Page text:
(Grade A-F, no E's) Title-Author Additional thoughts
B+ The Hunger Games by Suzanne Collins. Good story, can see why it was wildly popular. Not a fan of the ending though, Collins sets up issues with the system government and rebellion, but then ignores it at the end. I realize there are sequels, but it seemed to me to be an obvious missing piece.
D Doomed by Chuck Palahniuk. Bleh. Not clear this is a sequel (to Damned) and sadly it seemed like the first needed to read to understand what the hell was happening in this story. Characters were all horrible and no reason to care about them.
C Raising Steam by Terry Pratchett. Some amusing scenes, but not as fun a romp as many of Pratchett's other books. Also lacked the social commentary found in many of the Disc World novels. Or maybe I just don't like trains that much.
B It by Stephen King. A good story working back and forth in time with great character development. While the monster is horrific, the bullies are worse (like in real life).
C+ Sleeping Late on Judgement Day by Tad Williams. The last of the three part Bobby Dollar story. (Though probably not the last incarnation of Bobby Dollar or his world.) This book gets a boost from the first two, which I enjoyed more. Much gets sorted out, although not all, but it requires a "from right field" plot twist that I found a bit of a stretch. Maybe with more development I would have more readily flowed with it, but it was abrupt IMO.
B- The Fifth Elephant by Terry Pratchett. Pretty good read, hits on issues of rapid communication (clacks) and the intrinsic antagonism between fundamentalism and reform.
D+ Best Served Cold by Joe Abercrombie. Meh, unlike the Garrett PI, this was not a fun read. Good idea on a revenge story, but weak in execution in my opinion.
A A People's History of the Supreme Court by Peter Irons. Excellent brief history of the US Supreme Court, focusing on important decisions both good and bad and important.
B The Fell Sword by Miles Cameron. Does not live up to the first book, TheRed Knight, but still a good read. A few too many characters that prevents depth. Strongly recommend the series.
A The New Jim Crow by Michelle Alexander. Excellent book! A must read. Extensive references that support the positions taken. Thoroughly engaging and damning.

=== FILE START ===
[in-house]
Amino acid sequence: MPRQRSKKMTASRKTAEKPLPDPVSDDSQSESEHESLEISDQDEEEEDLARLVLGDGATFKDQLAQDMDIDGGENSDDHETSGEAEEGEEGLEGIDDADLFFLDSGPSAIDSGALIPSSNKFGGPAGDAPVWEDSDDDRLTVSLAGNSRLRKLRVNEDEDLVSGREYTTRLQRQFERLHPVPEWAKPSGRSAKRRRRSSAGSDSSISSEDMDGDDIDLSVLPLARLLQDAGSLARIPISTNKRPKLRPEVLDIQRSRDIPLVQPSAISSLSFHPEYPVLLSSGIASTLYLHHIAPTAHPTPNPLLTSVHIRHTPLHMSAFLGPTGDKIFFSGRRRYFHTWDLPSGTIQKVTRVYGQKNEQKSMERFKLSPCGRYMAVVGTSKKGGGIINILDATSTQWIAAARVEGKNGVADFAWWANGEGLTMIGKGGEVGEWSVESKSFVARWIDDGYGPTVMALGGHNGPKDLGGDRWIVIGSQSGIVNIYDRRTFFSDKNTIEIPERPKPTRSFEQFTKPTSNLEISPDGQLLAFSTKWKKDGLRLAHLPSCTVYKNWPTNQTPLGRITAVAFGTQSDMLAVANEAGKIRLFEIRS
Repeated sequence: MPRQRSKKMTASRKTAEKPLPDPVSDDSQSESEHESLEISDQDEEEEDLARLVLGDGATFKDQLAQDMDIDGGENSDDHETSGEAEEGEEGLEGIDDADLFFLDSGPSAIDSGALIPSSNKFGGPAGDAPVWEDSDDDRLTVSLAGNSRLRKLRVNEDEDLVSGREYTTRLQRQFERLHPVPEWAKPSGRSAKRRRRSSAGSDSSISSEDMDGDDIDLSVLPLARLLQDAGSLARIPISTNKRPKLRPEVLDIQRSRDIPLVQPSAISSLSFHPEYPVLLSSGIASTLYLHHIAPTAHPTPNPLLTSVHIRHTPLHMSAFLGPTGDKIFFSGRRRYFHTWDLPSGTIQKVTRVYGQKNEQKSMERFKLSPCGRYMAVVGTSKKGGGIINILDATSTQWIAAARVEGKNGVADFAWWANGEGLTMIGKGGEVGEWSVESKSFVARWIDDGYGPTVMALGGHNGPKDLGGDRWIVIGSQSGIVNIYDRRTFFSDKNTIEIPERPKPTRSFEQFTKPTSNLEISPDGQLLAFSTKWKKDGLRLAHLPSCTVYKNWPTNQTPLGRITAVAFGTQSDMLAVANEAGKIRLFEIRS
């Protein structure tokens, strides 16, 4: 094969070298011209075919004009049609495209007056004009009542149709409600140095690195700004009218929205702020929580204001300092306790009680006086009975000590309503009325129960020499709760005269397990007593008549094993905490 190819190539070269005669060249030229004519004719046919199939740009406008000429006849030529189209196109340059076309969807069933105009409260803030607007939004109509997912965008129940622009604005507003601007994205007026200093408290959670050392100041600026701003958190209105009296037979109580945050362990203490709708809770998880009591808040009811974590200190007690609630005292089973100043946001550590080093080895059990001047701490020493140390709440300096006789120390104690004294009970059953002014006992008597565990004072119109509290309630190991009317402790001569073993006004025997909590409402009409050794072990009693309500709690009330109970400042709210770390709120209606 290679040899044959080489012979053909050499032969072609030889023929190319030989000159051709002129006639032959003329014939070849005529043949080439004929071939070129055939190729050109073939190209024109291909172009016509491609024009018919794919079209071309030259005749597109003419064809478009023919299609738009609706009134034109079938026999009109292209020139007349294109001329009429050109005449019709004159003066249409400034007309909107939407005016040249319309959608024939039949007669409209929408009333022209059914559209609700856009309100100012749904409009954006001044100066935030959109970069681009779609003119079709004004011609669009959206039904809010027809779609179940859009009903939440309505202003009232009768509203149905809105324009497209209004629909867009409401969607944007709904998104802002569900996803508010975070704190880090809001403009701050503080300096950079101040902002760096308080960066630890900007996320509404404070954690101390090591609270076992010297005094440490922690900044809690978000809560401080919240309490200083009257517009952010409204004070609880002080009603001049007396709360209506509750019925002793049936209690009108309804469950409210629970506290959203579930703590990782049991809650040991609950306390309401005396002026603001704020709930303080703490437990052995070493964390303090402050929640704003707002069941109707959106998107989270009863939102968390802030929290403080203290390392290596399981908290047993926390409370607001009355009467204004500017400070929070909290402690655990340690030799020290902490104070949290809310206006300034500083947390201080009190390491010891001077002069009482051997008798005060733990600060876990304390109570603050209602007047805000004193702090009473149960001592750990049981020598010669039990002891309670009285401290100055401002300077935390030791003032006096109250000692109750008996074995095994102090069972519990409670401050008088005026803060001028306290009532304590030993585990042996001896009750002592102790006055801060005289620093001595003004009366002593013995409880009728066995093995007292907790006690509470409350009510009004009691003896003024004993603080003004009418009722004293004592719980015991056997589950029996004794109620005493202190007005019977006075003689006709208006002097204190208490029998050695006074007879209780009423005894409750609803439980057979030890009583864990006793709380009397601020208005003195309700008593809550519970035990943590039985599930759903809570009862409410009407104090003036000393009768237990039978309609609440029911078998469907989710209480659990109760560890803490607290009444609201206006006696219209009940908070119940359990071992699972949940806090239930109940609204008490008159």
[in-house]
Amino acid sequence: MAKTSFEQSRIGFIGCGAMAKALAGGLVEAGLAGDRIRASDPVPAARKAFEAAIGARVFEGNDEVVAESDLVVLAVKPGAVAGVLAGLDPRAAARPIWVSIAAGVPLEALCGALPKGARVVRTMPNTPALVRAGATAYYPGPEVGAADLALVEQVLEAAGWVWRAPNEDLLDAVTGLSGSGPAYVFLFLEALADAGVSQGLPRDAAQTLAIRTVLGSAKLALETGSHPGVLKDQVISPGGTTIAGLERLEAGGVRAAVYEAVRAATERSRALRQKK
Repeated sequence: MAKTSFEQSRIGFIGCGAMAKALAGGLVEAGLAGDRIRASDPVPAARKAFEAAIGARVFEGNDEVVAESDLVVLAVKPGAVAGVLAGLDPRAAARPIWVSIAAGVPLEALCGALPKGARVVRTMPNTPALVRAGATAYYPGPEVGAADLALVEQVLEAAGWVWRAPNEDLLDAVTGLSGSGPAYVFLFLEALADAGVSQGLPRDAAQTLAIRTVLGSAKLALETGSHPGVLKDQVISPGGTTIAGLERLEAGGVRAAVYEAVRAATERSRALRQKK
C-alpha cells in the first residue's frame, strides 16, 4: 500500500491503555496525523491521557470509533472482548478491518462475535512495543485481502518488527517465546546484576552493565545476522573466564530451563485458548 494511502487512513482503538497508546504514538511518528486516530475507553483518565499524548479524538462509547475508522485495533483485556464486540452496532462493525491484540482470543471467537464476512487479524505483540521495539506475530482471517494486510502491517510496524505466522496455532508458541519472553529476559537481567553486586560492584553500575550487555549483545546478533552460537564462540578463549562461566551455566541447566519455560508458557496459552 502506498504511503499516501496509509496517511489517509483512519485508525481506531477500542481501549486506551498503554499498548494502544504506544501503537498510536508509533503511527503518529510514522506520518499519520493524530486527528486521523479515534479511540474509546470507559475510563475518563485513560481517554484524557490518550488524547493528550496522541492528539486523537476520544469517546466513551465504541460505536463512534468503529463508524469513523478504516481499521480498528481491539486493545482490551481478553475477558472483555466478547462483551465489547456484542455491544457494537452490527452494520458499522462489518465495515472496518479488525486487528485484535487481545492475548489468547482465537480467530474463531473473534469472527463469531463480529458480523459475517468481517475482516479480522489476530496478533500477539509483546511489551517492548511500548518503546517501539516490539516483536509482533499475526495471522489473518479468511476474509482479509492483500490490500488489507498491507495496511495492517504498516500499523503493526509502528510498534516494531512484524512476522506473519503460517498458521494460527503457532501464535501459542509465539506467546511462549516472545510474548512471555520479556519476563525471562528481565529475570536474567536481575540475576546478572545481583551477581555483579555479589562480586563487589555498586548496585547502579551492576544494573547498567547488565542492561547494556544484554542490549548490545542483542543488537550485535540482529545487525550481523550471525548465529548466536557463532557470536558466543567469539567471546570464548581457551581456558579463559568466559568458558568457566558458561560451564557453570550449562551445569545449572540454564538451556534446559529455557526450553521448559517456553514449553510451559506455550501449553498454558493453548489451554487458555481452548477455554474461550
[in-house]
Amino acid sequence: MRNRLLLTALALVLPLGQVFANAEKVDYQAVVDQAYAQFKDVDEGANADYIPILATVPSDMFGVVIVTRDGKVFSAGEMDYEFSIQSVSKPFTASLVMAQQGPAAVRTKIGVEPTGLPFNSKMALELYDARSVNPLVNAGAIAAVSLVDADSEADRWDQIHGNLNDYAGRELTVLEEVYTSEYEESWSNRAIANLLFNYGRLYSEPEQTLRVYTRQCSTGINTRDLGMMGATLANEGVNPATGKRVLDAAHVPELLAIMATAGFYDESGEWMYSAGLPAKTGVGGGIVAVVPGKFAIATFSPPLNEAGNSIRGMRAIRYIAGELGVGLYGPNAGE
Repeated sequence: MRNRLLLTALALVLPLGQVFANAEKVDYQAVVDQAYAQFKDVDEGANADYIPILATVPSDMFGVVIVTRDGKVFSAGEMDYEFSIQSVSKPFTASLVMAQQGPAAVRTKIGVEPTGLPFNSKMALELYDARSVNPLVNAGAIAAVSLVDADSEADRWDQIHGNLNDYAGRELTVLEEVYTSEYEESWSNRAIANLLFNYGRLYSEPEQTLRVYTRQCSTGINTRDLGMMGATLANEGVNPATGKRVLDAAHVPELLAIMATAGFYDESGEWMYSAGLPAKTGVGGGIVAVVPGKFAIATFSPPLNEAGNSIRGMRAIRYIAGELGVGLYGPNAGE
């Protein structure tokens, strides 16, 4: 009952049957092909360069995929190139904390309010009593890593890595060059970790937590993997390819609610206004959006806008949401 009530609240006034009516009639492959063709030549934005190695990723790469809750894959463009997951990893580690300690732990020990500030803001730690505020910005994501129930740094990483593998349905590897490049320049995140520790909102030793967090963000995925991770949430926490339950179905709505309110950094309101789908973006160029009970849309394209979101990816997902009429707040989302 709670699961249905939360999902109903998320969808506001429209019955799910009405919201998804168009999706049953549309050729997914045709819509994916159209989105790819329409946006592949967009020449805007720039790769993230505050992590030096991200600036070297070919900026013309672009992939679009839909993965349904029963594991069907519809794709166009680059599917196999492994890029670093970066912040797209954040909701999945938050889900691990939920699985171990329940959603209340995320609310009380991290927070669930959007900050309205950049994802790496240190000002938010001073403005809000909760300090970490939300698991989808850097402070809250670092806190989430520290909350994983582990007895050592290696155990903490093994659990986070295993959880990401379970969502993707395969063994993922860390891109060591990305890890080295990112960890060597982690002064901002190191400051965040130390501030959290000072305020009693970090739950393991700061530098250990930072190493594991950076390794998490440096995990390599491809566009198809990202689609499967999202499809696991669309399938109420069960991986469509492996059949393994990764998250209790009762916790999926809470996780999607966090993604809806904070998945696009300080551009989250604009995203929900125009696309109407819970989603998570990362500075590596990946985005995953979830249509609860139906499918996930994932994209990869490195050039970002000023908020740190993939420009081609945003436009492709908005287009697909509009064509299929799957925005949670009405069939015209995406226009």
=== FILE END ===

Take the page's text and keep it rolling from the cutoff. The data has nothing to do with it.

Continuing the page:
B+ V for Vendetta by Alan Moore and David Llyod. Because 1984 could never be rewritten as a graphic novel.
F Memories of Ice by Steven Erikson. What the hell was I thinking? Oh wait, I was just recovering from a life altering seizure. Will take another seizure before I read the next installment.
B The Road by Cormac McCarthy. Loved the movie, which does the book justice. In fact, I would argue the movie is better because it establishes more of the back story with the mother.
B+ Religion and Science by Bertrand Russell. I know it is only recently that atheists have become militant and clearly articulated the endemic problems with religion. Of course that viewpoint requires ignoring Bertrand Russell's 19XXX book.
A Spillover by David Quammen. Outstanding book, reminiscent of Laurie Garret's 'The Coming Plague.'
B+ Introducing Garrett PI by Glen Cook. Funny, a blast of a read.
B Sandman: Preludes and Noctures by Neil Gaiman. Great rewriting of the god of sleep.
17 books this year, worst outing ever, but considering I was mostly dead for the spring and part of summer I'm not too surprised. Probably my son read as many books as I did if not more (including the Hunger Games, Divergent, and Maze Runner series). Of the 17 books: 13 were fiction for fun (and 2 were Graphic Novels, which some people may not count but they should), 2 were US history/sociology, 1 was philosophy/religion, and 1 was science.
Anti-vaxxers are to blame for a new epidemic of measles in the U.S.
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